An article by James Fowler in the Stewart’s Quarterly in 1870 was titled, “Plea for the study of natural history,” and this may have peaked Hay’s interest in the subject. In the following year, Hay attended Cornell University in Ithaca, New York where he took courses in languages and botany. For a few years he worked as a reporter and night editor for the Saint John Daily News. In 1876, he returned to teaching and married Frances Annetta Hartt in Saint John, New Brunswick. By 1880, Hay was one of the leading members of the Natural History Society of New Brunswick. He was chair of its committee on botany for over 33 years, developed an herbarium and compiled catalogues of New Brunswick plants. Hay was also interested in marine algae and fungi. Hay taught until 1897, after which he focused on educational writing. He was president of prominent Canadian organizations: the Natural History Society of New Brunswick (1896-9), the Royal Society of Canada (1903-4), the Botanical Club of Canada (1904-6). He passed away in Saint John, New Brunswick on April 23rd, 1913 from heart failure.

“The Restigouche – with Notes Especially on its Flora” by G.U. Hay.
Bulletin of the Natural History Society of New Brunswick, 1906.

Written Works

He wrote many articles and books concerning botany, plants and history. Hay compiled a series of articles such as “Canadian History Readings,” but he also wrote textbooks of the histories of Canada and New Brunswick for school curriculum. Examples are, A History of New Brunswick: For Use in Public Schools. 1903 and Public School History of Canada, 1908.

As well as land plants, Hay published books on algae, “Marine Algae of New Brunswick,” and “Marine Algae of the Maritime Provinces.”

He wrote articles titled “Notes of a Wild Garden,” and “The Restigouche – with Notes Especially on its Flora.” for the Bulletin of the Natural History Society of New Brunswick and “John Goldie, Botanist” for the Royal Society of Canada.

By Jillian Richard, UNB 2017

* The Connell Memorial Herbarium holds 3 specimens collected by G. U. Hay and the New Brunswick Museum holds approximately 1,460 specimens.


Stephen R. Clayden, “HAY, GEORGE UPHAM,” in Dictionary of Canadian Biography, vol. 14, University of Toronto/Université Laval, 2003–, accessed July 31, 2017.

New Brunswick Literary Encyclopedia

Collector’s Stories: Loring Woart Bailey (1839-1925)

Specimen collected by L.W. Bailey in Fredericton in 1867.

Loring Woart Bailey (1839-1925)

L. W. Bailey was born in West Point, New York on September 28th, 1839 to Jacob Whitman Bailey and Maria Slaughter. His father was a professor of chemistry, geology, and mineralogy at the United States Military Academy, located in West Point. L.W. Bailey attended school in Maryland and Rhode Island previous to attending Harvard University and later on Brown University. He came to Kings College (UNB), in 1861 to take up the position of professor of chemistry and natural sciences after the death of his predecessor, James Robb. Two years later, he married Laurestine Marie Marshall d’Avray and they had seven children; five sons and two daughters.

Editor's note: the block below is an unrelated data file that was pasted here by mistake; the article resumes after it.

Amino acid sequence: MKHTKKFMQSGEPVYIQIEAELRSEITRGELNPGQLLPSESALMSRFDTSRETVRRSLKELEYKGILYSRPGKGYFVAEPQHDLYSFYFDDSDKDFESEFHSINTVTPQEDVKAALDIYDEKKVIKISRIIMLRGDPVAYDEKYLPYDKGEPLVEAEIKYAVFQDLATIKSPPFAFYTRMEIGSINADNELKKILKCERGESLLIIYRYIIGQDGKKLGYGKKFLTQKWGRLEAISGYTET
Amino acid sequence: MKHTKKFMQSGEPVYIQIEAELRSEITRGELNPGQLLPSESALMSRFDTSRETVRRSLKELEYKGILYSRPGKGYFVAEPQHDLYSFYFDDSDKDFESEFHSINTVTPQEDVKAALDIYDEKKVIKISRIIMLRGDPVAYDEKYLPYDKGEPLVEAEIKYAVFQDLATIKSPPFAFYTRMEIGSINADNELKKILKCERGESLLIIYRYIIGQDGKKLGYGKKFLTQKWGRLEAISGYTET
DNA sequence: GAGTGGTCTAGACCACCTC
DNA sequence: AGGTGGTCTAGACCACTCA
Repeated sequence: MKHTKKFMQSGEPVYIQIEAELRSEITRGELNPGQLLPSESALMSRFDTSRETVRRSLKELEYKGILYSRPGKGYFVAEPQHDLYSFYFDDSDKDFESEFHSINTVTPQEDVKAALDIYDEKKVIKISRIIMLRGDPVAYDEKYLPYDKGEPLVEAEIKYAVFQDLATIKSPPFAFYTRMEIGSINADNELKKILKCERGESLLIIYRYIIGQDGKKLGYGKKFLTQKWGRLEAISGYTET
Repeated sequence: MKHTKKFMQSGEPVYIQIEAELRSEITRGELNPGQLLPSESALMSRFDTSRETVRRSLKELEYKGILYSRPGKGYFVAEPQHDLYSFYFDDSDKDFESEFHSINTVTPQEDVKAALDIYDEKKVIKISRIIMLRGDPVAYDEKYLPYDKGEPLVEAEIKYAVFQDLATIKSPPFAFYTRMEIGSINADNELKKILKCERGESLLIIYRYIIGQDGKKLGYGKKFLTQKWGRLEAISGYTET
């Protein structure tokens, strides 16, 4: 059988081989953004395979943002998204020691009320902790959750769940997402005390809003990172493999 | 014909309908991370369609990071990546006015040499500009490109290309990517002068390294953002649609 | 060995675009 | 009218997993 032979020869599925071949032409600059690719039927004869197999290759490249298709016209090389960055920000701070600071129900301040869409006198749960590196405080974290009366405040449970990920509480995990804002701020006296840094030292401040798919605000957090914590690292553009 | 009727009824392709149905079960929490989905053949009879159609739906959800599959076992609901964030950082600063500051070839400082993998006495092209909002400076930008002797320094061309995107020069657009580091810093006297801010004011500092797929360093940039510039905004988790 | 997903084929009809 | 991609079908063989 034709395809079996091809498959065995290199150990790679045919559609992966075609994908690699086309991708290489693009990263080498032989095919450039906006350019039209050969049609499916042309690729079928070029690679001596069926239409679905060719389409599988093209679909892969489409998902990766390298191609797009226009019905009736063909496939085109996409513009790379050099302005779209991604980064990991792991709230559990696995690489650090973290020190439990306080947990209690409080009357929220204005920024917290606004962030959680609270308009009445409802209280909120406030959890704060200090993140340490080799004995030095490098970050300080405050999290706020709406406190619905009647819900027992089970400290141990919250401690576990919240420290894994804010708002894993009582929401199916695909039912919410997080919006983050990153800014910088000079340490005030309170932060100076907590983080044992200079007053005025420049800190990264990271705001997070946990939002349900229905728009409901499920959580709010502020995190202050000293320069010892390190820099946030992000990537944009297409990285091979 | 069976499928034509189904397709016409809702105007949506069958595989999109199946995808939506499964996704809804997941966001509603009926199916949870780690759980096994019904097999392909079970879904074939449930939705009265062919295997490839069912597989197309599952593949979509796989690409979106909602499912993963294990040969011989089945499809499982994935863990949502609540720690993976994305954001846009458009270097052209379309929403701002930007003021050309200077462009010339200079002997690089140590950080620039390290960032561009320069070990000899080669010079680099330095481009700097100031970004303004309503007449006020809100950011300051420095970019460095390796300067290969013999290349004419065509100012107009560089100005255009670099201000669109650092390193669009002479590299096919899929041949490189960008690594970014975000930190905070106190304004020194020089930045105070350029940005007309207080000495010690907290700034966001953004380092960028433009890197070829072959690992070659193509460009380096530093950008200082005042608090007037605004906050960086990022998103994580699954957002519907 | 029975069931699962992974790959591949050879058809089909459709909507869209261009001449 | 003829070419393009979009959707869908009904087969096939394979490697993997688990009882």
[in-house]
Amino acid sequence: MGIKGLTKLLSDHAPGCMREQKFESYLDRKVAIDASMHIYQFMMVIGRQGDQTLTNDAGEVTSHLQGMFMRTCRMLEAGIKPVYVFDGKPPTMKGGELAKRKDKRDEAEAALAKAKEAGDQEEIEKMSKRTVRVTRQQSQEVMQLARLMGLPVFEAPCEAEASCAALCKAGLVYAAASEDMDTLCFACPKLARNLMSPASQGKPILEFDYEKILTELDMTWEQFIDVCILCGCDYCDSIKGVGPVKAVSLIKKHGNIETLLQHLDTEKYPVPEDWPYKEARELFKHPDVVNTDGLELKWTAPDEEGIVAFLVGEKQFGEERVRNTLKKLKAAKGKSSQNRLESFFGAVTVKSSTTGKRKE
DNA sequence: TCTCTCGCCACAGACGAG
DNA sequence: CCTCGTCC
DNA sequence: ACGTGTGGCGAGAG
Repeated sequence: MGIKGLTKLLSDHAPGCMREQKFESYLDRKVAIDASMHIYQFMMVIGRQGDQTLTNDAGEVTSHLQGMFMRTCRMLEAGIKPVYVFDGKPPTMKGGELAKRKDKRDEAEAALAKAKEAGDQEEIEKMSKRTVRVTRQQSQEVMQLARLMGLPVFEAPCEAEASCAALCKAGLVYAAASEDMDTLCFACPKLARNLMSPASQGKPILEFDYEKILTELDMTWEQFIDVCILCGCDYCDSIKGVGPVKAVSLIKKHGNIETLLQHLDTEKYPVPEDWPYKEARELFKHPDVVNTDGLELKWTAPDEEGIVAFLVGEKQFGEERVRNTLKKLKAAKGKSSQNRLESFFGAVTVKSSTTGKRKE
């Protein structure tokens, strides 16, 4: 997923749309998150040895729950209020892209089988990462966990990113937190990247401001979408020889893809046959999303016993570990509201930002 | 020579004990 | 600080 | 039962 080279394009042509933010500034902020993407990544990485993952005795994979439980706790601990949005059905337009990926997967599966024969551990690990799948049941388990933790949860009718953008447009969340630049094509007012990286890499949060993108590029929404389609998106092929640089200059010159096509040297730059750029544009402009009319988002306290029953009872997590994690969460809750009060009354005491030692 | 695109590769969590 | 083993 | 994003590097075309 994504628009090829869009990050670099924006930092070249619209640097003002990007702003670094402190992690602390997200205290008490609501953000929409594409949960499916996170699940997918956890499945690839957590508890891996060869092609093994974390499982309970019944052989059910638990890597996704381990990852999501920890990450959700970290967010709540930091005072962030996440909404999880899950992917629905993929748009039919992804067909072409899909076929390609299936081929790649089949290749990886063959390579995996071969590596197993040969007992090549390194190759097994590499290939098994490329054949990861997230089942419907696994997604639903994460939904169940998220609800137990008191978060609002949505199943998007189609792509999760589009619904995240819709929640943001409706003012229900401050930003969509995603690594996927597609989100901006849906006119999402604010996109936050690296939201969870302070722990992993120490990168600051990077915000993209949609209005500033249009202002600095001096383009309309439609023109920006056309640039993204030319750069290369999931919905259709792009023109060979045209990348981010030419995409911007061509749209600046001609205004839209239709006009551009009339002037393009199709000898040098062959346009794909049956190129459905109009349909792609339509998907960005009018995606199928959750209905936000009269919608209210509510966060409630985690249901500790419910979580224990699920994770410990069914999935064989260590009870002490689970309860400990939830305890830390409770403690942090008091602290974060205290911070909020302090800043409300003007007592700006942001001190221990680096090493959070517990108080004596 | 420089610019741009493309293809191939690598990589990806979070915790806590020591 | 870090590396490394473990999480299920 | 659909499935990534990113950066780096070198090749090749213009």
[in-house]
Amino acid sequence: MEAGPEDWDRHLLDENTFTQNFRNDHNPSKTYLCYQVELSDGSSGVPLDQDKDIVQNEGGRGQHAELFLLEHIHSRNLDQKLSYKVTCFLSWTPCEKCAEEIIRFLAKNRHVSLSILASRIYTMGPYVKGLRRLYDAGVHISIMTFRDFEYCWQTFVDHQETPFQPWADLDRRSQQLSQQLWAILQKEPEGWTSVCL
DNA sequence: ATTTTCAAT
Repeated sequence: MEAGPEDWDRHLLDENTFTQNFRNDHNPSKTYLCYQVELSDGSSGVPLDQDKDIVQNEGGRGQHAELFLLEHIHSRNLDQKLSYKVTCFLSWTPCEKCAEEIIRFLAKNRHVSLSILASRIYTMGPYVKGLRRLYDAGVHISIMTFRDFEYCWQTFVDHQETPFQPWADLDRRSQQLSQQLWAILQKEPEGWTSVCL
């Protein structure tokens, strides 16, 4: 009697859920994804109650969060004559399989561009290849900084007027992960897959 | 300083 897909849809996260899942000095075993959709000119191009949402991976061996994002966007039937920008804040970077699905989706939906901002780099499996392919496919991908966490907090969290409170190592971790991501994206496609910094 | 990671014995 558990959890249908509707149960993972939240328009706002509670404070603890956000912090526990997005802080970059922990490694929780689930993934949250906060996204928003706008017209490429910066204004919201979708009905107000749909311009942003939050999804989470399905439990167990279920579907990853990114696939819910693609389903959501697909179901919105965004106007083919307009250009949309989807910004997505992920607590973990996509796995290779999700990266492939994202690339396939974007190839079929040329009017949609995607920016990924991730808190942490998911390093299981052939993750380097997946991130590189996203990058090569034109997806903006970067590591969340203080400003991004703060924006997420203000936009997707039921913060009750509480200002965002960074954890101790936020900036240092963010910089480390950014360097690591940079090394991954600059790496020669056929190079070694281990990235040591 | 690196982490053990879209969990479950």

While teaching at the university, Bailey took many trips around the province as well as in Maine. His 1864 article “Notes on the geology and botany of New Brunswick,” in the journal, The Canadian Naturalist, contains information from some of his trips as well as the names and location of what he found. When Bailey began teaching at the University of New Brunswick, he was responsible for teaching botany, chemistry, geology, physics, and zoology, but after 1900 he focused more on courses in biology and geology.

He was a very dedicated professor and taught at the University of New Brunswick for 46 years before retiring. After a long life, Bailey passed away at the age of 85. His final resting place is the Forest Hill Cemetery in Fredericton.

L. W. Bailey was not only the author of numerous articles, but textbooks as well. One textbook that he wrote was “Elementary Natural History: An Introduction to the Study of Minerals, Plants, and Animals with Special Reference to New Brunswick.” Clearly, it includes the subjects of minerals, plants, and animals, but it is also designed to cater to those who are not necessarily advanced scholars.

Natural History Textbook by L.W.Bailey, 1887

For further information regarding his life, refer to the book “Loring Woart Bailey: The Story of a Man of Science,” written by Joseph Whitman Bailey or to the Bailey Family collection as well as his own collection at the Provincial Archives of New Brunswick.

    By Jillian Richard, UNB 2017

* The herbarium holds approximately 220 specimens collected by L.W. Bailey.